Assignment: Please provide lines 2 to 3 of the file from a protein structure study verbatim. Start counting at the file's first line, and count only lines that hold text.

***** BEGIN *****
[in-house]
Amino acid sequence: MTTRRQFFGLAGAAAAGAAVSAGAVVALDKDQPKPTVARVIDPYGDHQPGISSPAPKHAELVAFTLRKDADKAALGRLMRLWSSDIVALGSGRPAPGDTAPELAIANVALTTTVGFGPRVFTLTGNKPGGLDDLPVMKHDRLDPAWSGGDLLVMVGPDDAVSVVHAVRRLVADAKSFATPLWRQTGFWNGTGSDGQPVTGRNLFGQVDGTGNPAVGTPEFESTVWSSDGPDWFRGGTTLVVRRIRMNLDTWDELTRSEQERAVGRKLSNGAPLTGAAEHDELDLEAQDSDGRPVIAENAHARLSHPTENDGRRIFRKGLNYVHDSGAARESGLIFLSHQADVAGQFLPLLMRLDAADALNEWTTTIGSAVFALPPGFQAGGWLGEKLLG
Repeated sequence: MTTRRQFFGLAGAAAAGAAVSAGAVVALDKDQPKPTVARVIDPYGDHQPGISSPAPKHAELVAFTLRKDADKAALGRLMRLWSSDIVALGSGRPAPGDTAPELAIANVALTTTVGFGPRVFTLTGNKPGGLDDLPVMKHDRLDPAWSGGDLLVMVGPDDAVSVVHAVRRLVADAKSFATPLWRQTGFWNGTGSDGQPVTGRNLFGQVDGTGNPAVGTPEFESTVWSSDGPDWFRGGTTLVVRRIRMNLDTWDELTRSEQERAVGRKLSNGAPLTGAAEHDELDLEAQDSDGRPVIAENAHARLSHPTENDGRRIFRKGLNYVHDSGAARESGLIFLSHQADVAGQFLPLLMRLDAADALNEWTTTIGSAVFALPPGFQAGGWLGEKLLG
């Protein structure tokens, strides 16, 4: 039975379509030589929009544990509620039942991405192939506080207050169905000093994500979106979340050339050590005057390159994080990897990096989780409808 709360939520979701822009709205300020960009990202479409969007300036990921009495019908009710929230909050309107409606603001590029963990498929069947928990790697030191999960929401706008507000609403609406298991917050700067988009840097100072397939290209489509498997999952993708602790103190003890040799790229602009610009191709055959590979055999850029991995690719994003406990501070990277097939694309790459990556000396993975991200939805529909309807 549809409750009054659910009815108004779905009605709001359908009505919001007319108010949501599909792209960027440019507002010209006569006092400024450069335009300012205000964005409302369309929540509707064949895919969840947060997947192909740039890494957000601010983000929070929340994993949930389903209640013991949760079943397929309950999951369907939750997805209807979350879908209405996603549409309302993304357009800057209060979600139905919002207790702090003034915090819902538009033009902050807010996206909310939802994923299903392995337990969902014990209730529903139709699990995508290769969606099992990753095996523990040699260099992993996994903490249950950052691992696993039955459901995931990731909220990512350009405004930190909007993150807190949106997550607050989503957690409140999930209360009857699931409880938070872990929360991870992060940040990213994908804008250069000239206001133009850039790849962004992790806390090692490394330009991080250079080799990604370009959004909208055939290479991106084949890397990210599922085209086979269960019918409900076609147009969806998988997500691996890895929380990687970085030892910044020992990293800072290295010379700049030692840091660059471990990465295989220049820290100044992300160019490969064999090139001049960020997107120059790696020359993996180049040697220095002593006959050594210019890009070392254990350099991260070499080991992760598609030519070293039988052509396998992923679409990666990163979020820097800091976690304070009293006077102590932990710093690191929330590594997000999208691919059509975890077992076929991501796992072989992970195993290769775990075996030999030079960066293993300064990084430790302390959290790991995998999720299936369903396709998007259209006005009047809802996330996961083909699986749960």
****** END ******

Amino acid sequence: MTTRRQFFGLAGAAAAGAAVSAGAVVALDKDQPKPTVARVIDPYGDHQPGISSPAPKHAELVAFTLRKDADKAALGRLMRLWSSDIVALGSGRPAPGDTAPELAIANVALTTTVGFGPRVFTLTGNKPGGLDDLPVMKHDRLDPAWSGGDLLVMVGPDDAVSVVHAVRRLVADAKSFATPLWRQTGFWNGTGSDGQPVTGRNLFGQVDGTGNPAVGTPEFESTVWSSDGPDWFRGGTTLVVRRIRMNLDTWDELTRSEQERAVGRKLSNGAPLTGAAEHDELDLEAQDSDGRPVIAENAHARLSHPTENDGRRIFRKGLNYVHDSGAARESGLIFLSHQADVAGQFLPLLMRLDAADALNEWTTTIGSAVFALPPGFQAGGWLGEKLLG
Repeated sequence: MTTRRQFFGLAGAAAAGAAVSAGAVVALDKDQPKPTVARVIDPYGDHQPGISSPAPKHAELVAFTLRKDADKAALGRLMRLWSSDIVALGSGRPAPGDTAPELAIANVALTTTVGFGPRVFTLTGNKPGGLDDLPVMKHDRLDPAWSGGDLLVMVGPDDAVSVVHAVRRLVADAKSFATPLWRQTGFWNGTGSDGQPVTGRNLFGQVDGTGNPAVGTPEFESTVWSSDGPDWFRGGTTLVVRRIRMNLDTWDELTRSEQERAVGRKLSNGAPLTGAAEHDELDLEAQDSDGRPVIAENAHARLSHPTENDGRRIFRKGLNYVHDSGAARESGLIFLSHQADVAGQFLPLLMRLDAADALNEWTTTIGSAVFALPPGFQAGGWLGEKLLG